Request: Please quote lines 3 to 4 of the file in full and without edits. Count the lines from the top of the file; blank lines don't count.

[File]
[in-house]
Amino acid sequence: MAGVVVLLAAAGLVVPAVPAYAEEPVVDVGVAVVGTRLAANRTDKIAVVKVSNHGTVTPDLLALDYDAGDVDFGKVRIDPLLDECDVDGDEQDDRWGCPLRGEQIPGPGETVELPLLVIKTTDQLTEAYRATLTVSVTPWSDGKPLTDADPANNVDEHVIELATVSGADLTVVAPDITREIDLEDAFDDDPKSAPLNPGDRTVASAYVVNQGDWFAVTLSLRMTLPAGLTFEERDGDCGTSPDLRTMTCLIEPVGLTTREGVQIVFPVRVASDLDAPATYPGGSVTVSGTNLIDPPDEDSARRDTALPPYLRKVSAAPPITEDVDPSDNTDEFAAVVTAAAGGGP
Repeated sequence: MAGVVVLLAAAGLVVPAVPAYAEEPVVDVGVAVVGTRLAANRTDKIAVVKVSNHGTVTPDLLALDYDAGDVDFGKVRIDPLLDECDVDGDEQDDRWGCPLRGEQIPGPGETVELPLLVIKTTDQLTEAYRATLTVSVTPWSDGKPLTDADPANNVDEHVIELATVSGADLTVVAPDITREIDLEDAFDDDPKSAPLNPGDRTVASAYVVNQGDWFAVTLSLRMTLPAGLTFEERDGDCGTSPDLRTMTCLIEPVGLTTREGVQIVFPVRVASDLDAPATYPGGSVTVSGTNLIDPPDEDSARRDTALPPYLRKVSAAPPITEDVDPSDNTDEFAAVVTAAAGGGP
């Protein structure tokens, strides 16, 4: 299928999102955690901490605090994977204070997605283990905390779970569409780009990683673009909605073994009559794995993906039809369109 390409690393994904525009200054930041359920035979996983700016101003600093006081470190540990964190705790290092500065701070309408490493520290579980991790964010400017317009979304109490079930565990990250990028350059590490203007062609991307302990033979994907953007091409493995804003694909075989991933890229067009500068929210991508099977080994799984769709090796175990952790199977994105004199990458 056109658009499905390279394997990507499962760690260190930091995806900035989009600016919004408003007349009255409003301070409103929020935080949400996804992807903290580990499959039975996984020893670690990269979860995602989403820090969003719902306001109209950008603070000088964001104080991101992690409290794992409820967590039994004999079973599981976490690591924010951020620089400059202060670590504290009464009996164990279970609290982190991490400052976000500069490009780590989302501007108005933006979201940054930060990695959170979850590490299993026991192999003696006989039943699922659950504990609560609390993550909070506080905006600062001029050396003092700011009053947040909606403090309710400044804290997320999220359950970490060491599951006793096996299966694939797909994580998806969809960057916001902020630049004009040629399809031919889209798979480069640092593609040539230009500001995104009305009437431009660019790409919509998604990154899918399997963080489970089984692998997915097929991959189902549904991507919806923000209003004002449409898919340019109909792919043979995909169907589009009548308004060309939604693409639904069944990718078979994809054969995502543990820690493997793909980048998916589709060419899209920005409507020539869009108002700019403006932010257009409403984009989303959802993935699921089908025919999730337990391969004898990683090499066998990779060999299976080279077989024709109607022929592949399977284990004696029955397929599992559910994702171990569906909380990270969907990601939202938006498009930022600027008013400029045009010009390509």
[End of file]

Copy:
Repeated sequence: MAGVVVLLAAAGLVVPAVPAYAEEPVVDVGVAVVGTRLAANRTDKIAVVKVSNHGTVTPDLLALDYDAGDVDFGKVRIDPLLDECDVDGDEQDDRWGCPLRGEQIPGPGETVELPLLVIKTTDQLTEAYRATLTVSVTPWSDGKPLTDADPANNVDEHVIELATVSGADLTVVAPDITREIDLEDAFDDDPKSAPLNPGDRTVASAYVVNQGDWFAVTLSLRMTLPAGLTFEERDGDCGTSPDLRTMTCLIEPVGLTTREGVQIVFPVRVASDLDAPATYPGGSVTVSGTNLIDPPDEDSARRDTALPPYLRKVSAAPPITEDVDPSDNTDEFAAVVTAAAGGGP
């Protein structure tokens, strides 16, 4: 299928999102955690901490605090994977204070997605283990905390779970569409780009990683673009909605073994009559794995993906039809369109 390409690393994904525009200054930041359920035979996983700016101003600093006081470190540990964190705790290092500065701070309408490493520290579980991790964010400017317009979304109490079930565990990250990028350059590490203007062609991307302990033979994907953007091409493995804003694909075989991933890229067009500068929210991508099977080994799984769709090796175990952790199977994105004199990458 056109658009499905390279394997990507499962760690260190930091995806900035989009600016919004408003007349009255409003301070409103929020935080949400996804992807903290580990499959039975996984020893670690990269979860995602989403820090969003719902306001109209950008603070000088964001104080991101992690409290794992409820967590039994004999079973599981976490690591924010951020620089400059202060670590504290009464009996164990279970609290982190991490400052976000500069490009780590989302501007108005933006979201940054930060990695959170979850590490299993026991192999003696006989039943699922659950504990609560609390993550909070506080905006600062001029050396003092700011009053947040909606403090309710400044804290997320999220359950970490060491599951006793096996299966694939797909994580998806969809960057916001902020630049004009040629399809031919889209798979480069640092593609040539230009500001995104009305009437431009660019790409919509998604990154899918399997963080489970089984692998997915097929991959189902549904991507919806923000209003004002449409898919340019109909792919043979995909169907589009009548308004060309939604693409639904069944990718078979994809054969995502543990820690493997793909980048998916589709060419899209920005409507020539869009108002700019403006932010257009409403984009989303959802993935699921089908025919999730337990391969004898990683090499066998990779060999299976080279077989024709109607022929592949399977284990004696029955397929599992559910994702171990569906909380990270969907990601939202938006498009930022600027008013400029045009010009390509």